The kalyani katte, primarily a religious site, has a spot where two benches are set up and frequently used by the locals for casual conversations and relaxing, just like a somberi katte. But unlike our study area, none of the visitors use it as a place to sleep in the afternoons or nights. People visiting this place in kalyani katte are mostly the ones who come to visit the BBMP office nearby and tend to pause for some rest in the peepal tree’s shade. In comparison, the somberi katte is mostly surrounded by beggars and the homeless. In somberi katte along with the shade of the tree, it is the cigarette stalls beside the katte which attracts certain set of people to spend time there. These kind of activities are not found in the so called somberi spot of the kalyani katte which is used for religious activities.

I N T E R V I E W S   O F   R E S I D E N T S
A N   O L D   W O M A N   S H O P   O W N E R    |    A G E   8 0


“…it was used for panchayats and to play
rustic games on festivals. These practices have faded with time.
Now it is used by beggars and the homeless to sleep.”
A N   O L D   M A N   |   A G E   7 0 
“Beggars bring all sorts of food and cook it behind the tree, which makes the
place dirty and unhygienic. Neighbourhood residents will not shoo them
out of sympathy, but if a deity is established here
then people will keep the place clean.”

The old lady told us, ” I’m the owner of the small kirana shop on that katte which was started 15 years old, my son helps me in looking after the shop. This Banyan tree is approximately over 200 years old. The tree is having katte since the time when I was a child. Recently few years back we, the villagers have renovated the katte by our own interest without any political support”. She added “The katte is a common place for all the villagers to gather around on daily basis”.
When asked about the history of the tree she told, “The peepal tree katte near the bus stop was supposed to be the main panchayat katte when I was kid ( 60-70 years back). This somber katte was also acting as panchayat katte but only for small meetings. Some rustic games were also taking place near this somberi katte during ugadi festival and during ooru habba. All these practices gradually faded away with time”.

“Since last few years the beggars and other homeless people are using this place to sleep during the afternoons and nights. Mostly the neighborhood people use this space as a place for meeting and casual talks. Many school children play around this Banyan tree with cycles (pointing to a group of kids over there). When asked if women are hesitant to use the place, she told,”The people in this neighborhood are known to each other ( sort of relatives) so women don’t mind coming to that place as all the people using the space are known to each other”. We got a sort of same reply from a middle aged women.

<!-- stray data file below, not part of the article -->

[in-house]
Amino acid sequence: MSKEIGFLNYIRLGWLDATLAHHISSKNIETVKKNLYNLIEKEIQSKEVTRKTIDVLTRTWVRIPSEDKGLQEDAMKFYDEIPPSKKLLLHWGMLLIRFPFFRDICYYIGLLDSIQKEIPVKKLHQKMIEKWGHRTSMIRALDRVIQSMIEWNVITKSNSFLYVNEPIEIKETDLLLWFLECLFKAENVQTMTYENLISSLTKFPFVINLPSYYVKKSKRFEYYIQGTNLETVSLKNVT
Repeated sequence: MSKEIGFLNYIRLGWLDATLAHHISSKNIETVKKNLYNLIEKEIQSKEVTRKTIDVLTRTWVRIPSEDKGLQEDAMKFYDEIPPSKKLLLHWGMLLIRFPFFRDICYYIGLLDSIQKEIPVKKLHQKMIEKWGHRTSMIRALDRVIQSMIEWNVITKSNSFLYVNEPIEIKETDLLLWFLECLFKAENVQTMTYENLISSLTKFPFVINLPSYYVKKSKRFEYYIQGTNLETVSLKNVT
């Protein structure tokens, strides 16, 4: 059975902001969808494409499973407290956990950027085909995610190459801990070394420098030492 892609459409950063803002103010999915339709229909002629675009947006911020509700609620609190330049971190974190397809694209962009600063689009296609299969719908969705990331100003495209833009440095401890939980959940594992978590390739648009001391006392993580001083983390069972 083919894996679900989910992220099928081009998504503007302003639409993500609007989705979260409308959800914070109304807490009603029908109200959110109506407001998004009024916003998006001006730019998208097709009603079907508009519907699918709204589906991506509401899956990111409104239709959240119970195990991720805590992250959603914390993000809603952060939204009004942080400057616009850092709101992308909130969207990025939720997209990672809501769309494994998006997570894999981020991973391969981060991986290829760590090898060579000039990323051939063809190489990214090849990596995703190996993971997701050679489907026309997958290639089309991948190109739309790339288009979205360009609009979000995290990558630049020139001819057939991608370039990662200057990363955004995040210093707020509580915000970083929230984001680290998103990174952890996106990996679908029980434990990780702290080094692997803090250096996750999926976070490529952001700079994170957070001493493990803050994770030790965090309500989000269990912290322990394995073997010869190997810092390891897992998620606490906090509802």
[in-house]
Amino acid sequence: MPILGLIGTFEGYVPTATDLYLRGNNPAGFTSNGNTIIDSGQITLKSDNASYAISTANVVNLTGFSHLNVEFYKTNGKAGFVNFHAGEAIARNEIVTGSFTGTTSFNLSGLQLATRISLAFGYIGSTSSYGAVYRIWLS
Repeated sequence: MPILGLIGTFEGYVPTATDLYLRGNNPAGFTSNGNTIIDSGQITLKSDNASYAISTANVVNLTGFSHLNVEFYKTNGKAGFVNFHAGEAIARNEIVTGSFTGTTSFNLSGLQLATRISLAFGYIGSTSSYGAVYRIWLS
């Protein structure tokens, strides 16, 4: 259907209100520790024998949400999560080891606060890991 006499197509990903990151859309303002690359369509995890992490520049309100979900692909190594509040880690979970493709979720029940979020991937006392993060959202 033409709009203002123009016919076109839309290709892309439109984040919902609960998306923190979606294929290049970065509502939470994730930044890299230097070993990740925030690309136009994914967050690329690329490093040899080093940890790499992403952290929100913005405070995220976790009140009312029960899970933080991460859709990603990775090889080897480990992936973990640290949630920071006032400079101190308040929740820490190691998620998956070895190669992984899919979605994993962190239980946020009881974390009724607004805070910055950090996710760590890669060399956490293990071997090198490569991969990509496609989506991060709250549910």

The old man told, ” I’m living in this neighborhood since my childhood. The surrounding place has undergone lots of development since last 20 years with the coming up of many new buildings and new roads. But the katte is same since many years. The villagers have believe that a snake lives in this banyan tree, it is the same snake that is protecting the tree. It is because of this belief that people hesitate to cut even the branches of this tree”.

The old man added “I’m not happy with the way the place is being used by the beggars. They bring all sorts of food by begging and cook it behind the tree. These kind of activities make the pace dirty and unhygienic”.

When asked about what can be done to solve this, he suggested to establish the god/goddess near the tree and make shelter for it. He told,”Bringing religious touch to this place stop these activities and help in keeping the place clean. The villagers cannot shoo the beggars away from using this place due to the sympathy and mercy of the neighborhood people. But, if the katte is made as place for religious activities then they will stop using it in the way that they are using now”.

Children who came near katte told me that they come here regularly, often by cycle. When asked about their address they told that their house is in the street next to one where the katte is.